One thing’s for sure, though, it looks the part. Made up of bulging guards, gap­ing vents, ag­gres­sive an­gles, and a huge rear wing, the Type R is as sub­tle as North Korea’s mis­sile pro­gram. The car’s com­bat­ive in­tent is pretty clear. But Honda claims it’s not just for show, ev­ery­thing’s been done for a rea­son, and that blis­ter­ing lap re­veals why.

Seven min­utes and 43 sec­onds is how quickly the Civic Type R tore around the 20.8km Nur­bur­gring Nord­schleife. Re­mark­ably, the lap’s more than six sec­onds quicker than the 2015 car’s ef­fort and was achieved with only seven ex­tra kilo­watts. But we’ll re­veal more on that later.

En­gi­neers haven’t just bolted on a turbo and dusted their hands, they’ve also fo­cused on darker arts like aero­dy­nam­ics and chas­sis tun­ing to un­lock even more speed. They were clever, too, to make the new tenth-gen Civic the best can­vas for the Type R. A smaller frontal area was crafted from a lower bon­net, flat un­der­body, and clev­erly directed cool­ing air. All up the Civic’s drag fig­ure was cut by 12 per cent. Mean­while, us­ing ad­he­sives in­stead of spot weld­ing for the new chas­sis made it lighter and stiffer.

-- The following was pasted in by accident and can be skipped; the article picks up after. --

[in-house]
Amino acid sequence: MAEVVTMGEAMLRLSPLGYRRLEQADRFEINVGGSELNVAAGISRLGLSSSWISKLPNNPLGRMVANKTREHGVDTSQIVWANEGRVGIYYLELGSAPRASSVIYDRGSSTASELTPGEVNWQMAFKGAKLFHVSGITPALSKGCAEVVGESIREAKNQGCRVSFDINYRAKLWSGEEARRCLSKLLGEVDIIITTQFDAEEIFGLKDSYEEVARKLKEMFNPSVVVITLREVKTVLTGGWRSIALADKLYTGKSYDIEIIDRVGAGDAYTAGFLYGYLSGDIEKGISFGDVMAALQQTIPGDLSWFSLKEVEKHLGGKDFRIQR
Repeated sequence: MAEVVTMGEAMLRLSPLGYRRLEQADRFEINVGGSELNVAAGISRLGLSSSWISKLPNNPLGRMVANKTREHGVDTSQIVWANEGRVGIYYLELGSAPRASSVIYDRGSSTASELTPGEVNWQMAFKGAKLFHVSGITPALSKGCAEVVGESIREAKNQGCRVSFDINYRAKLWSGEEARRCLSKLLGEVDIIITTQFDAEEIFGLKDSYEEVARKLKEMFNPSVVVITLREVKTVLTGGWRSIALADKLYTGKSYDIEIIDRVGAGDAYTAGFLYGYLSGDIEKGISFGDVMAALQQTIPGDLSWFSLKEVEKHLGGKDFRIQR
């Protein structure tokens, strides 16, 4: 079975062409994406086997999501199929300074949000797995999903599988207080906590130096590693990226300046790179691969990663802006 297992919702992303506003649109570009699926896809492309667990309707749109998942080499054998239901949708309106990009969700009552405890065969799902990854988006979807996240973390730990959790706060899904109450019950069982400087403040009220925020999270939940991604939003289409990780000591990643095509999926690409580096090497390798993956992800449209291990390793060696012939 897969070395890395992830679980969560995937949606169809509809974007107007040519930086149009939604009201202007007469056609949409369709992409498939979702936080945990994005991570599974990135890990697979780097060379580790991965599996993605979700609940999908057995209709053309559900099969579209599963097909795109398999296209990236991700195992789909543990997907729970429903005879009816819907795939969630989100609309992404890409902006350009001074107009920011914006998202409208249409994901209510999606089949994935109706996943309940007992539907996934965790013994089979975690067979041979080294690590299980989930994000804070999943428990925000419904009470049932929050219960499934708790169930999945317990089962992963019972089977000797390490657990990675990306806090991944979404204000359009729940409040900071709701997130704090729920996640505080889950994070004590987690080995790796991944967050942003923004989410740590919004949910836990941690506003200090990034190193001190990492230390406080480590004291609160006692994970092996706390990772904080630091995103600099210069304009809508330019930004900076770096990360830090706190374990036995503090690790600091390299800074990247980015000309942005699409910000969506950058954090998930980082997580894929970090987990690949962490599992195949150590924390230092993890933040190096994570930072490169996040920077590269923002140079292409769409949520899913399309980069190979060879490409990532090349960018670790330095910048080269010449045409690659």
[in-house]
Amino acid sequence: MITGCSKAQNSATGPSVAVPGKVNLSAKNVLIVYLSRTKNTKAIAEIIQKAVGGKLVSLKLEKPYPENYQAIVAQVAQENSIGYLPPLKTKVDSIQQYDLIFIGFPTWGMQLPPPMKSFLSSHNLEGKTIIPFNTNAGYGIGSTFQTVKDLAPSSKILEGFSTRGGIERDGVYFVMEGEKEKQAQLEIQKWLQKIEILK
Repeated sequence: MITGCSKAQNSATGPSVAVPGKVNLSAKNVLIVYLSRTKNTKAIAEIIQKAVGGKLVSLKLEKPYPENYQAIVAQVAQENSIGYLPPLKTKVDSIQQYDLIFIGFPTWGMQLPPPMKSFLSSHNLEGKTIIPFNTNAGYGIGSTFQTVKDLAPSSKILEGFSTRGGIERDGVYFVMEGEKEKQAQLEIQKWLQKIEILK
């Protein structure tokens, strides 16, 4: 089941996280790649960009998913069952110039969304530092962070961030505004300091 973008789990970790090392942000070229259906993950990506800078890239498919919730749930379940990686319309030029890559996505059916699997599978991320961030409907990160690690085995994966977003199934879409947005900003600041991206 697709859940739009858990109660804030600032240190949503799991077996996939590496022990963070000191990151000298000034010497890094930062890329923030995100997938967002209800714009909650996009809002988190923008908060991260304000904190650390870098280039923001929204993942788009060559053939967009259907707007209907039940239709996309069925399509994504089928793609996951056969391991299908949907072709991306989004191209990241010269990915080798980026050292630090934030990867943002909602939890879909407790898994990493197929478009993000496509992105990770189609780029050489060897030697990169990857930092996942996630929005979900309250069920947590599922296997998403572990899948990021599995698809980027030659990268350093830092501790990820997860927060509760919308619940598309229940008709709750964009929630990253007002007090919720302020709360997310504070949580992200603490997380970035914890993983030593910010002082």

Down­force was the next tar­get. Lit­tle roof-mounted teeth called vor­tex gen­er­a­tors, a la Evo IX, feed air onto that mighty rear wing. A front split­ter pushes the nose down, while guard­vents and body-sills also help. The re­sult isn’t ele­gant, but Honda says it’s the only down­force car in its cat­e­gory. Yuji Mat­sumochi, the Civic Type R’s Powertrain As­sis­tant Large Project Leader with us at the launch, is proud of the fact, “we con­firmed and mea­sured ev­ery speed [for down­force]”. But won’t re­veal much more, say­ing the speed it pro­duces down­force at is, bizarrely, a “se­cret”.

He’s hap­pier fo­cus­ing on its tur­bocharged in­line­four. With the com­pany mov­ing to an all-turbo Civic line-up en­gi­neers have left be­hind shriek­ing at­mos to face not only grow­ing emis­sions con­straints, but

Honda fired a loud warn­ing shot with its Nur­bur­gring record lap

com­pe­ti­tion where 200kW-plus is the norm. Now that its 1998cc fill with 22.8psi of in­ter­cooled boost, VTEC lifts only the ex­haust valves, while vari­able cam tim­ing now fea­tures on both sticks for max­i­mum over­lap. Other tech­ni­cal morsels in­clude di­rect in­jec­tion, an 86mm square bore and stroke ra­tio, a light­weight crank, and trick oil-cooled pis­tons.

Mean­while soft­ware and VTEC tun­ing un­locks an ex­tra 7kW for 235kW and 400Nm – if you live in Europe, Ja­pan, or Amer­ica, but not in Aus­tralia. Honda’s held back boost and fuel flow to pro­tect our en­gines from our hot weather and crap fuel. The re­sult is in­stead 228kW/400Nm, keep­ing it in line with the pre­vi­ous over­seas-only tur­bocharged model.